Streamers are looking for Turkish TV production and storytelling

The Turkish TV market is being rocked by the arrival of more US streaming platforms, which is driving up production costs but also opening up new opportunities for talent, content creators and producers.

Netflix, which launched in Turkey in 2016, is the country’s streaming leader in terms of subscriptions – insiders say it’s close to 7 million – and in terms of production of its local originals.

Disney Plus, which is expected to bid farewell this summer, is busy assembling several Turkish productions that are still under wraps, while HBO Max has just launched and is also active in production.

Amazon Prime Video is expected to start producing Turkish originals in 2023.

“Disney Plus is investing in Turkey like there’s no tomorrow,” said Ahmet Ziyalar, head of Istanbul-based sales and production company Inter Medya.

He adds that the mouse house “pays incredible amounts [Turkish] Talent, including writers, directors and actors.

“They sign contracts with everyone, very aggressively,” says Ziyalar.

The rush of streamers in Turkey also makes it difficult to find not only cheap talent, but also crews and technical equipment.

Disney Plus did not respond to a request for comment on its Turkish operations.

In February, WarnerMedia announced the appointment of Nermin Eroğlu, a former executive at production powerhouse Ay Yapim and broadcaster Kanal D, to take over development and production of HBO Max’s Turkish originals, none of which have yet been announced.

The fact that streamers pay very high talent fees clearly makes production costs skyrocket. This, in turn, increases the pressure on Turkish producers who fail to partner with the giant platforms to recoup their investments.

It “also puts pressure on dealers,” says Izzet Pinto, CEO of distribution company Global Agency, calling this dynamic a “negative impact.”

On the other hand, the positive effect of streaming juggernauts having set up camp in Turkey is that “they are doing a good job of promoting the value of Turkish drama internationally” so that “Turkish drama is now a bigger brand than ever.” “. he says.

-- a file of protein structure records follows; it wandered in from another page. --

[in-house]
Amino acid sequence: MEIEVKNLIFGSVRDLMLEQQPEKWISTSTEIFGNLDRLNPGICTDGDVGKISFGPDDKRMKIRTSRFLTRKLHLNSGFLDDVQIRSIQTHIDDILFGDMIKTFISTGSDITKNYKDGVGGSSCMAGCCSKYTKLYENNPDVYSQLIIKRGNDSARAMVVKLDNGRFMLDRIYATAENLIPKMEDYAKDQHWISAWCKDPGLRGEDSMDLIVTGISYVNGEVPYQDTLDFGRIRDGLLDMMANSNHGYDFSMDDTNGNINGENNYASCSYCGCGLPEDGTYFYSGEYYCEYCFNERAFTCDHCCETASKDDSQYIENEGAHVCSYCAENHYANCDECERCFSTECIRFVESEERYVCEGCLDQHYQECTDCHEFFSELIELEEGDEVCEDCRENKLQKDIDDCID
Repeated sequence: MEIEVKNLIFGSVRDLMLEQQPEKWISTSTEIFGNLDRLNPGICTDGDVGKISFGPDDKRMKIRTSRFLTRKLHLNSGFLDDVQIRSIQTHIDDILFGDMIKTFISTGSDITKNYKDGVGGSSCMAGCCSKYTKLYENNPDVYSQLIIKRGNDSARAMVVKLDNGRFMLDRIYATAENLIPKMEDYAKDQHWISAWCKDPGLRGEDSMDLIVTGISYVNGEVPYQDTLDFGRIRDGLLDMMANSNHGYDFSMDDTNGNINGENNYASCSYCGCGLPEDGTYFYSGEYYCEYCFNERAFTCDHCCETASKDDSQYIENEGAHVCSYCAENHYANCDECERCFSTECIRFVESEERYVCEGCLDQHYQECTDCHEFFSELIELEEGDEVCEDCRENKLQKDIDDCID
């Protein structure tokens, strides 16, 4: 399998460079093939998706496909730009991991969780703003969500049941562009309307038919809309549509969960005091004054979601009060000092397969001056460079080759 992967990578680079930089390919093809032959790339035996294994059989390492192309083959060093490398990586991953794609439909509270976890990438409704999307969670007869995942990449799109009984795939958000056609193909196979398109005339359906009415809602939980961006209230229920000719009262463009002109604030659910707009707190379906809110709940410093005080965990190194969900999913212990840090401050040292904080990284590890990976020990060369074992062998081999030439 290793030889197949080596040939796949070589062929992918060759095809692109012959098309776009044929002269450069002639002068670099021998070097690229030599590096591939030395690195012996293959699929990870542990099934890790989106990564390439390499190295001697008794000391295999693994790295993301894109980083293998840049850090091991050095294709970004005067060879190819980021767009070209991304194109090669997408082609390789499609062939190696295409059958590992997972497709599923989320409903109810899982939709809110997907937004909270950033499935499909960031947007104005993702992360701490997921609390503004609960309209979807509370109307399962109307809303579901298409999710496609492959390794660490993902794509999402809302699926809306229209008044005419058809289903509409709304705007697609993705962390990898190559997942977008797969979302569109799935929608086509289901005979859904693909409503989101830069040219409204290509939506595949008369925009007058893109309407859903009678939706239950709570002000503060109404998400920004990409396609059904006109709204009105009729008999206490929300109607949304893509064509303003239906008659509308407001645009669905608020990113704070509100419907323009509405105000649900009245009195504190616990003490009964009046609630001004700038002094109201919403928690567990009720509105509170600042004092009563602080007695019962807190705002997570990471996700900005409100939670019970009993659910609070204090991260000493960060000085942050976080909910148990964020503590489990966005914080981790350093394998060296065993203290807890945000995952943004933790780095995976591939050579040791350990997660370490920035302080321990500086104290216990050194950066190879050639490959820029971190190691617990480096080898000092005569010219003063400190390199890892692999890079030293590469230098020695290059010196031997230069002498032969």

In terms of genres, the impact Netflix and smaller local streamers like BluTV have had on the landscape has essentially been ushering in shows that are edgier, faster, and more thematically daring.

A case in point is Netflix’s groundbreaking The Club, a historical drama set in cosmopolitan Istanbul in the 1950s, where Matilda, a Jewish ex-convict whose family suffered greatly from a Turkish wealth tax then imposed on the non-Muslims of the Landes works a nightclub where she reconnects with her estranged rebellious daughter.

“We want to make sure more people reflect their lives in our stories,” said Pelin Distas, Netflix’s director of original content for Turkey.

She also cites The Club and other Turkish Netflix originals like Fatma, the story of a cleaning lady-turned-serial-killer in response to years of misogyny and grief. “Ethos” connects characters from different socio-economic backgrounds. “Ethos” caused a sensation with its portrayal of religious and secular elements clashing and blending in contemporary Turkey.

“These were untold stories that both local and international audiences could easily relate to,” adds Distas.

“Based on the feedback we have received from our Turkish members and the industry, it would be fair to say that these shows have renewed the local approach to storytelling by encouraging viewers to experience the joy and beauty of mining of prejudice and mutual understanding,” she says. Streamers are looking for Turkish TV production and storytelling

Charles Jones

Charles Jones is a 24ssports U.S. News Reporter based in London. His focus is on U.S. politics and the environment. He has covered climate change extensively, as well as healthcare and crime. Charles Jones joined 24ssports in 2021 from the Daily Express and previously worked for Chemist and Druggist and the Jewish Chronicle. He is a graduate of Cambridge University. Languages: English. You can get in touch with me by emailing:

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